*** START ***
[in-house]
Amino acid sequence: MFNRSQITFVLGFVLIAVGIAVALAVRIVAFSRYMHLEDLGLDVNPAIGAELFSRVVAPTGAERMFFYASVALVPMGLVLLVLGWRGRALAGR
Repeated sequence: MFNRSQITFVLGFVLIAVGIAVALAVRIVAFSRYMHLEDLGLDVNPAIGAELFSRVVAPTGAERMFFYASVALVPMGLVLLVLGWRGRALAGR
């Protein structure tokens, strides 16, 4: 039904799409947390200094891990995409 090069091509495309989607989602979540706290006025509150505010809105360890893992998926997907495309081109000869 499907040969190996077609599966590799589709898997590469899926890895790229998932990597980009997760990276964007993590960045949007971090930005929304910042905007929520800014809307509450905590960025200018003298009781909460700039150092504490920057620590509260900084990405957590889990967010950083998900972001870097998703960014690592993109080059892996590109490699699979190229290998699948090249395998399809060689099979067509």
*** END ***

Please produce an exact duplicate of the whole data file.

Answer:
[in-house]
Amino acid sequence: MFNRSQITFVLGFVLIAVGIAVALAVRIVAFSRYMHLEDLGLDVNPAIGAELFSRVVAPTGAERMFFYASVALVPMGLVLLVLGWRGRALAGR
Repeated sequence: MFNRSQITFVLGFVLIAVGIAVALAVRIVAFSRYMHLEDLGLDVNPAIGAELFSRVVAPTGAERMFFYASVALVPMGLVLLVLGWRGRALAGR
């Protein structure tokens, strides 16, 4: 039904799409947390200094891990995409 090069091509495309989607989602979540706290006025509150505010809105360890893992998926997907495309081109000869 499907040969190996077609599966590799589709898997590469899926890895790229998932990597980009997760990276964007993590960045949007971090930005929304910042905007929520800014809307509450905590960025200018003298009781909460700039150092504490920057620590509260900084990405957590889990967010950083998900972001870097998703960014690592993109080059892996590109490699699979190229290998699948090249395998399809060689099979067509």